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  • Writer's pictureHeather

Why We Should Be Stretching Every Day

Going all the way back to my initial physical education classes, seems like a hundred years ago, I remember being taught the three aspects of staying fit. Unfortunately, we are a species known for cutting corners and focusing on results. That is, what can we brag about with our fellow activity participants.


The three aspects of fitness are strength, cardiovascular endurance, and flexibility. While it is easy to boast of our personal best in bench press or running a 5k, it’s difficult to get much mileage out of bragging about the stretchiness we enjoy in our hamstrings. No less challenging is looking in the mirror and admiring our loose tendons and ligaments. Thus, we tend to stick to how much we can lift and how fast we can run.


Age has a way of forcing us to spend more time on what we have learned to ignore. Stretching is one of those beneficial activities that advancing in age will force us to give more attention. We will be far ahead if we start a diligent stretching regime today and continue to follow it to our sunset. To put it simply – stretching must happen on a regular basis, it should be daily. And everyone with a heartbeat should be stretching.


Stretching keeps the muscles flexible, strong, and healthy, and we need that flexibility to maintain a range of motion in the joints. Without it, the muscles shorten and become tight. Then, when we call on the muscles for activity, they are weak and unable to extend all the way. That puts us at risk for joint pain, strains, and muscle damage.


For example, sitting in a chair all day results in tight hamstrings in the back of the thigh. That can make it harder to extend our leg or straighten our knee all the way, which inhibits walking. Likewise, when tight muscles are suddenly called on for a strenuous activity that stretches them, such as playing tennis or golfing, they may become damaged from suddenly being stretched.


Regular stretching keeps muscles long, lean, and flexible. This makes it much less likely to injure ourselves with any type of activity or exertion. Some benefits of stretching are:


  • Increase range of motion in joints - Being able to move a joint through its full range of motion gives us more freedom of movement. Stretching on a regular basis can help increase our range of motion.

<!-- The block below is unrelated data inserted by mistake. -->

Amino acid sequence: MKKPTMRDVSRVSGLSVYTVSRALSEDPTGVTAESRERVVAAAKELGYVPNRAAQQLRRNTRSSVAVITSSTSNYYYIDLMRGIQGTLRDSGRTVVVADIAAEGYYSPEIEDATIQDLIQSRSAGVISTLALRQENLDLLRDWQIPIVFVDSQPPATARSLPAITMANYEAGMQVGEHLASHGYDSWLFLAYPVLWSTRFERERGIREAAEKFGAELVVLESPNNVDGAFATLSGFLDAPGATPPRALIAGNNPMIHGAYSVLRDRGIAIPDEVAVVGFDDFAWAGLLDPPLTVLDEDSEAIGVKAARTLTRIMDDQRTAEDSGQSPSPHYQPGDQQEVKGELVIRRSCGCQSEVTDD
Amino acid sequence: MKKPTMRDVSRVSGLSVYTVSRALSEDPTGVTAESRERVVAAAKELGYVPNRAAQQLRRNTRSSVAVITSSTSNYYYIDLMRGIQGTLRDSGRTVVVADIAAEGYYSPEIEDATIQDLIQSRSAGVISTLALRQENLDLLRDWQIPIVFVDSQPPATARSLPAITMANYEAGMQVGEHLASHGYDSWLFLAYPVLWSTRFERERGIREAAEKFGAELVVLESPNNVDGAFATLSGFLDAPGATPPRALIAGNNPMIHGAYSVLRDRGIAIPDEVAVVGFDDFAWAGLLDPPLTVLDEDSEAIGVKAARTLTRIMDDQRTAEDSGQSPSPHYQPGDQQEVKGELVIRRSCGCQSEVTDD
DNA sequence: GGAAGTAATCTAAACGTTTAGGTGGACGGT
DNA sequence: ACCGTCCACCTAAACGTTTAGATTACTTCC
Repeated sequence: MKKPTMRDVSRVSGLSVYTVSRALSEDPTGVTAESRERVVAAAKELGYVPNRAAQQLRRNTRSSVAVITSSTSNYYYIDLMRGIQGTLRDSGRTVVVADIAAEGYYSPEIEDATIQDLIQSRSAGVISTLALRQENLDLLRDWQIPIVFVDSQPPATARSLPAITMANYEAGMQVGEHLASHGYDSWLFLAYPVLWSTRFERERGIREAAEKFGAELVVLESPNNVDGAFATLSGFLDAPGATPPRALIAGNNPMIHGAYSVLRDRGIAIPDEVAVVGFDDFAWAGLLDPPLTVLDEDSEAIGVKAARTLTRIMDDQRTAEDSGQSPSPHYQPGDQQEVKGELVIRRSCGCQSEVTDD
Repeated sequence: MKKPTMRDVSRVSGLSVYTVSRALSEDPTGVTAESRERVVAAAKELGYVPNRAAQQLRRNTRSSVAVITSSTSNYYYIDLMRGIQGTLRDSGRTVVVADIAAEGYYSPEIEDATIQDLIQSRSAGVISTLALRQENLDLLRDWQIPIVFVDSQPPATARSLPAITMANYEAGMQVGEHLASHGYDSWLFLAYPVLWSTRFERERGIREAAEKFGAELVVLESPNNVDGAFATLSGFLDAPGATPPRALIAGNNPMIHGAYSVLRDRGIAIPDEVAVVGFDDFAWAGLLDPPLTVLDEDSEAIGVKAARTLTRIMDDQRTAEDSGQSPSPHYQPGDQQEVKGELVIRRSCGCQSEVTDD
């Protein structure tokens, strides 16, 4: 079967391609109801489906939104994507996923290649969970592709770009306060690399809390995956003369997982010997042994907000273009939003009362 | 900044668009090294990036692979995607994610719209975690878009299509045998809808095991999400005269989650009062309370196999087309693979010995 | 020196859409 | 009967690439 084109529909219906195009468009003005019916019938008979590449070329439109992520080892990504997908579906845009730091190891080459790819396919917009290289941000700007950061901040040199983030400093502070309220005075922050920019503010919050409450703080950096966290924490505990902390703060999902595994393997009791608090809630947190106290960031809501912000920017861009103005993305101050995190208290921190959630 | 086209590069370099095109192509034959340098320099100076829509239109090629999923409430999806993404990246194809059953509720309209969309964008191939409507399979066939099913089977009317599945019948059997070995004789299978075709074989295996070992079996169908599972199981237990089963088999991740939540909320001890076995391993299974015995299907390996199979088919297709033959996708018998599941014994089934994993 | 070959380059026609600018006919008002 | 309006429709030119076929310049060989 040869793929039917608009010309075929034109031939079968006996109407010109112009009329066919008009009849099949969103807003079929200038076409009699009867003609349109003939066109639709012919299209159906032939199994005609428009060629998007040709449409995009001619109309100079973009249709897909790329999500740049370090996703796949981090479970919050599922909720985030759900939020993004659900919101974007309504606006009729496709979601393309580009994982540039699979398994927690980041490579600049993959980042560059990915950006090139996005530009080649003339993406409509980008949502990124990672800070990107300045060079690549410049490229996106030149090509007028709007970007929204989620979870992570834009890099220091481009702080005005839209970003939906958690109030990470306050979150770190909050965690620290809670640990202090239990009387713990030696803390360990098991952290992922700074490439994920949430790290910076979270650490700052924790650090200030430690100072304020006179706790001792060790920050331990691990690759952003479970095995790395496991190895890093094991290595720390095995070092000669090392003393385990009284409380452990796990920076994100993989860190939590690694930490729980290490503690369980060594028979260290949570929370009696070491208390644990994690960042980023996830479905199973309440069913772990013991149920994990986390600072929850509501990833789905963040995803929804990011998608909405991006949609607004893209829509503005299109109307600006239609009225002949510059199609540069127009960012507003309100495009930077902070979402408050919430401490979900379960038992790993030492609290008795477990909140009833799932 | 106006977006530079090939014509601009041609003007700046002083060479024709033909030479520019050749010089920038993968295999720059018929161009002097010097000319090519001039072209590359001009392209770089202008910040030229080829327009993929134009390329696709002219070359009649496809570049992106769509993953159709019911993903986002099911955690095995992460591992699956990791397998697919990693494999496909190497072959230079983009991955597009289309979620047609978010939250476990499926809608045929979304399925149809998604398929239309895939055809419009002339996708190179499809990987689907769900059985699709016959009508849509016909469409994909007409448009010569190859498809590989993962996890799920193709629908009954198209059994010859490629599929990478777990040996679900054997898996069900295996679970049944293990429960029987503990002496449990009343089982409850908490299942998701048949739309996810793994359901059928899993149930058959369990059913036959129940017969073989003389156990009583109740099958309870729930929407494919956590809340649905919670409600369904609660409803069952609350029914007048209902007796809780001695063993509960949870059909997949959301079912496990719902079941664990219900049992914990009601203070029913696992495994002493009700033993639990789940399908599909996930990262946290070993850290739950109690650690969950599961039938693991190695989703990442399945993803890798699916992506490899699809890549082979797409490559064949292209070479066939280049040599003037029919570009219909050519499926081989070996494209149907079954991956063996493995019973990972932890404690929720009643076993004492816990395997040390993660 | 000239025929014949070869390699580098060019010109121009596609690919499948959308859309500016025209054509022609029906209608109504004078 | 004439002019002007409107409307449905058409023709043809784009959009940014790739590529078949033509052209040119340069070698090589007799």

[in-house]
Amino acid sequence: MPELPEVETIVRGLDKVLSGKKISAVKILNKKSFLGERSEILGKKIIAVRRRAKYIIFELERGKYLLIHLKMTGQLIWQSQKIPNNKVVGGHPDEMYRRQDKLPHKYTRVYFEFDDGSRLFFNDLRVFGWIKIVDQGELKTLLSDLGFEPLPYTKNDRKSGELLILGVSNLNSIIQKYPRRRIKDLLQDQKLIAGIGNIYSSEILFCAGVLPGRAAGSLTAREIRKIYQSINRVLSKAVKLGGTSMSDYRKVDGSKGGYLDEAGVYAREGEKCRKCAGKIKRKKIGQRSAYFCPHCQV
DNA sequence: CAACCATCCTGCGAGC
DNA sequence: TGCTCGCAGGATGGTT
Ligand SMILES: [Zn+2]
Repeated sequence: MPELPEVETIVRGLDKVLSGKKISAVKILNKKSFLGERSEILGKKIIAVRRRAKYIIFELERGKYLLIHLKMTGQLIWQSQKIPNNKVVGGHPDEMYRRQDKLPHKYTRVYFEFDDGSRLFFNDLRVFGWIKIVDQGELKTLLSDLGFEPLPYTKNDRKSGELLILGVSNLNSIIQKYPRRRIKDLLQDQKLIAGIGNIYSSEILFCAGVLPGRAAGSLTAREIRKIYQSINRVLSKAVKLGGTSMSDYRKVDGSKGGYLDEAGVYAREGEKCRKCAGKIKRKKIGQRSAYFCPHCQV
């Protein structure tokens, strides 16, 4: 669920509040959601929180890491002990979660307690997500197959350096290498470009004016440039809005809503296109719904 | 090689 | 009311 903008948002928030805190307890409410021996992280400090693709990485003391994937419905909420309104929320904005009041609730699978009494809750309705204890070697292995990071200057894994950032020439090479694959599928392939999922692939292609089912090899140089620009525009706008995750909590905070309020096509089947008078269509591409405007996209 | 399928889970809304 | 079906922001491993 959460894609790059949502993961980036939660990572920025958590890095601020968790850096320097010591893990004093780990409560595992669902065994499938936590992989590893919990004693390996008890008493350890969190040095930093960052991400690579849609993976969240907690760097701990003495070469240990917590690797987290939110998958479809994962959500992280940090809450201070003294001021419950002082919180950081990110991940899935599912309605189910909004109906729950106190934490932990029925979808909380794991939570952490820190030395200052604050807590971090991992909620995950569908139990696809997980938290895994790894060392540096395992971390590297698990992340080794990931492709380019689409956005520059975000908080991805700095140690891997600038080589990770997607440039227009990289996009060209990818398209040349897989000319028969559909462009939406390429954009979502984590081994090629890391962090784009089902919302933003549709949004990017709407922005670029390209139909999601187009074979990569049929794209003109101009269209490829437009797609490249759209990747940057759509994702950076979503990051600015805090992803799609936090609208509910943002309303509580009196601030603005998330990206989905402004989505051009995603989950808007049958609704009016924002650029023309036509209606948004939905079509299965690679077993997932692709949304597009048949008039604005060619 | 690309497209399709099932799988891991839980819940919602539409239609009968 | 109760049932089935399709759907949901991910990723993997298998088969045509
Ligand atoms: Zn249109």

• Increase blood flow to muscles and joints - Improved circulation increases blood flow to our muscles and joints. This can shorten our recovery time and reduce muscle soreness following activity.

  • Reduces the risk of injury – Stretching prepares our muscles, tendons, and joints for activity. This preparation also allows our body to recruit more muscles into a movement to allow better balance and more strength.

  • Can pinpoint imbalances in our support structure – Stretching on a regular basis can reveal imbalances in muscle tension and joint range of motion. When one side is tighter than the other, or one joint moves easier than the same joint on the opposite side, we know we must focus attention on balancing those structures. Imbalances from side-to-side lead to injuries.


Stretching has tremendous cumulative benefits. Stretching once today won't magically give us perfect flexibility. We need to do it over time and remain committed to the process. It may have taken many months, or years, to get tight muscles. We will not be perfectly flexible after one or two sessions. Allow ourselves time; weeks and months, to regain flexibility. Then work to maintain that flexibility.


Stretching is not an activity reserved for gymnasts, weightlifters, or serious athletes. We can all benefit greatly from making stretching a daily activity.

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